President Obama has not been consistent is using America’s aid to encourage progress. The Obama Administration has kept foreign assistance to Sub-Saharan Africa steady ($9.89 billion in 2008, $9.8 billion in 2009, and $9.7 billion in 2010), but there is little evidence to suggest that the U.S. is prioritizing aid to encourage good policy and discourage poor policy. Governments such as the corrupt, illegitimate Kabila regime in the Democratic Republic of the Congo have seen aid increase under the Obama Administration despite widespread human rights abuses and evidence of fraud during the 2011 presidential election. The U.S. should follow through on President Obama’s rhetoric and be more discriminating in distributing aid to reward good performers.
4. Untapped Potential for Trade
Africa has long been an important source of raw materials, but as African nations prosper, the continent has become more relevant as a market for U.S. goods and an investment destination. In 2000, the U.S. attempted to expand economic ties with Africa via the African Growth and Opportunity Act (AGOA), a trade-preference program structured to promote growth by reducing American barriers (e.g., tariffs) to African exports. More than 30 Sub-Saharan African countries benefit from AGOA membership. AGOA was expanded in 2002 under President Bush and was renewed by Congress last September.
While AGOA is useful, it is an incomplete approach to increasing U.S.–African trade that ignores the benefits that Africans could experience from lower tariffs on U.S. imports. AGOA should be expanded into a free trade agreement to maximize its economic benefits.
The U.S. should also take immediate action to facilitate U.S. investment by establishing bilateral investment treaties or trade and investment framework agreements with interested African nations. Additionally, the U.S. should remove onerous fiscal burdens on investors by negotiating treaties with African governments to eliminate double taxation.
Clarity and Guarantees on the Important Issues
The Senate should use the confirmation process to question each nominee on the above mentioned issues.
In particular, the Senate should seek clear guarantees from Senator Kerry that he will:
- Reassess the allocation of foreign assistance to African countries to encourage good policies. Aid cannot substitute for sound economic policy and good governance, but judicious allocation of aid can possibly encourage positive steps.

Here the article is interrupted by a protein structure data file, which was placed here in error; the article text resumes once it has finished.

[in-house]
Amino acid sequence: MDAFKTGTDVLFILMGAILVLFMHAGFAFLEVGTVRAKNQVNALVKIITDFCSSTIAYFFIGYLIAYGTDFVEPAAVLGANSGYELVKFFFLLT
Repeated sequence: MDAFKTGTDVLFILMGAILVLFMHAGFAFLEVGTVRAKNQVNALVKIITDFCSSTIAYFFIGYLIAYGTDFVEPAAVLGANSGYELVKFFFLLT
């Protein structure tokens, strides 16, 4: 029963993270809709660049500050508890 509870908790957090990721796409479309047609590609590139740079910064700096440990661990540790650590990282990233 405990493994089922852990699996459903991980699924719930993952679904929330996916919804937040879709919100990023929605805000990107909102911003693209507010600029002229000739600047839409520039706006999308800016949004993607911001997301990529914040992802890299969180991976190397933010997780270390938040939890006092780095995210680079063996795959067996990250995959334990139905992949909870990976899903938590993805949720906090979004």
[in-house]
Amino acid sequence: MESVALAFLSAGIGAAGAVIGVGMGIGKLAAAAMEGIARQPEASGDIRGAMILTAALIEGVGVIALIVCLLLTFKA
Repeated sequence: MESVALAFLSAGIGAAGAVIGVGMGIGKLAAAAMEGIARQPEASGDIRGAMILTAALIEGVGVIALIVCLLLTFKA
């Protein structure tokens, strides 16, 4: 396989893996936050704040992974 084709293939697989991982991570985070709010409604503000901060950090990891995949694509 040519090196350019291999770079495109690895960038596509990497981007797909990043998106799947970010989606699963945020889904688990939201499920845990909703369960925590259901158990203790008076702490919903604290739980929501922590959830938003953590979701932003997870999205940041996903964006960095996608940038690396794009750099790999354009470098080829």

- Seek deeper economic ties through free trade and investment. America stands to benefit greatly from a stronger economic relationship with Africa both as a source of raw materials and a partner for trade.
The Senate should seek clear guarantees from Senator Hagel that he will:
- Partner with African militaries to support regional stability. President Obama has stated that Africans are in charge of their own future. This includes security. The U.S. should support regional operations that bolster U.S. national security interests. The Administration should give particular attention to assisting capable African partners in professionalizing their military force so that, in the event that military action is required, Africans have the skills to manage the crisis.
The Senate should seek clear guarantees from John Brennan that he will:
- Develop a more effective and aggressive strategy to counter terrorism in Africa. Since President Obama took office, terrorist groups in Africa have expanded their networks and coordinated their operations. Mali is a striking example of how quickly such entities can exploit a security vacuum. This trend must be reversed.
The Obama Legacy
African nations are facing unprecedented challenges and opportunities. Regrettably, in his first term, President Obama did little to follow through on his promise of partnership with Africa and has instead adopted a caretaker approach. Moving forward, it is important that the individuals who are confirmed in the upcoming hearings seek to empower African countries rather than attempt to fix their problems for them.
—Morgan Lorraine Roach is a Research Associate and Brett D. Schaefer is Jay Kingham Fellow in International Regulatory Affairs in the Margaret Thatcher Center for Freedom, a division of the Kathryn and Shelby Cullom Davis Institute for International Studies, at The Heritage Foundation.
News release, “Remarks by the President to the Ghanaian Parliament,” The White House, July 11, 2009, http://www.whitehouse.gov/the-press-office/remarks-president-ghanaian-parliament (accessed January 18, 2013).
Terry Miller, Kim R. Holmes, and Edwin J. Feulner, 2012 Index of Economic Freedom (Washington, DC: The Heritage Foundation and Dow Jones & Company, Inc., 2012), p. 40, http://www.heritage.org/index/download.
Ibid., p. 31.
Freedom House, “Freedom in the World 2013,” 2013, http://www.freedomhouse.org/sites/default/files/FIW%202013%20Booklet%20-%20for%20Web.pdf (accessed January 18, 2013).
U.S. Department of State, “Congressional Budget Justification, Foreign Assistance, Summary Tables, Fiscal Year 2010,” http://www.state.gov/documents/organization/124295.pdf (accessed January 17, 2013).